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Rolling Review Wrap-up: Database Extrusion Prevention

Today's attackers are gunning for fortune, not fame, and they know the big score lies at the end of a SQL query. We tested five offerings that can provide protection.

When a web server attack exposed Second Life customer data last September, Linden Lab invalidated all user passwords and announced that one lowly SQL injection flaw had enabled attackers to run arbitrary SQL commands on a back-end database. The company admitted that 650,000 names along with contact information, encrypted passwords, and payment data had been compromised.

Fast forward to May, when University of Missouri employees probably wished they were in some alternate universe. IT staff noticed abnormal application behavior on May 3 and the next day discovered a mother lode of errors. One vulnerability was in a Web page used to check the status of help desk issues, and by exploiting a SQL injection flaw, an attacker was able to retrieve names and Social Security numbers the old-fashioned way--one record at a time, using tens of thousands of Web requests.

By the time IT realized what was happening, sensitive data on 22,396 people was long gone.


It's no coincidence that over the past year an increasing number of security breaches have been the result of database compromises, rather than pilfered laptops. Steal a PC from a car and you might get nothing but some hardware and an MP3 collection. Infiltrate a database of customer information and the possibilities are endless. And this trend will only continue as more companies deploy data-rich online services needing database back ends.

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In the case of Second Life, attackers mined personal information on thousands of users who might have ended up the focus of highly targeted phishing scams. For the University of Missouri, affected employees must worry about identity theft because of one insecure Web application and an old database still left in service.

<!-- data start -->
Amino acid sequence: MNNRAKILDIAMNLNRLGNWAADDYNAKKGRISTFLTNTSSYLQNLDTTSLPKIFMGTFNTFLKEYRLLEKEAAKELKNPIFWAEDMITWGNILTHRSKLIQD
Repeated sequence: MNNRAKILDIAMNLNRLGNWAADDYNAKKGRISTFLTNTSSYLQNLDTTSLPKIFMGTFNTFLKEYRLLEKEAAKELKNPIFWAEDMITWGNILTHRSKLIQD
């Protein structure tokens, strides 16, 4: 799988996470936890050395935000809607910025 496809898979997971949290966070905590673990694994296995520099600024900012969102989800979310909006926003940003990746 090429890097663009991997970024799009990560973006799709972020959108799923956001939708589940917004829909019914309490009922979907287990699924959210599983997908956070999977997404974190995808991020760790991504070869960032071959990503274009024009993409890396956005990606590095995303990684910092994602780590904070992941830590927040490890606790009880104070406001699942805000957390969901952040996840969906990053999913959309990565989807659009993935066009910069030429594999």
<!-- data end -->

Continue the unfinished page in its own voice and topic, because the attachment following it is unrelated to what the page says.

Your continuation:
Sure, it would be ideal if secure programming techniques were always followed when developing Web applications. But let's face it, basing your data security strategy on developers producing bulletproof apps is like going to a shootout with one round in your magazine.

A better idea? If Linden Lab and UM had database extrusion prevention systems deployed at the time of the compromises, these breaches could have been prevented. The offerings we reviewed in our DBEP Rolling Review can keep abnormally large numbers of records from being returned, as in the Linden Lab compromise, and block the SQL injection attacks seen in the UM hack.

In the arsenal of IT defenses, DBEP systems have a slight advantage over standard data leakage protection products that sit at the network perimeter or run as endpoint agents in that they can be placed directly in front of your databases. They see traffic before an attacker can obfuscate, transform, or encrypt data to evade detection. With data leak prevention, an attacker can avoid discovery if he gains a level of control over the data before it's shuttled through the network.

Enterprises worried about exposure through attacks against Web servers with database back ends, the database servers themselves, or via misuse by authorized users have protection options--we were generally pleased with the products we reviewed, with only a couple of exceptions. These products aren't one-size-fits-all, but any of the five could have prevented a good number of the breaches that are currently making news.

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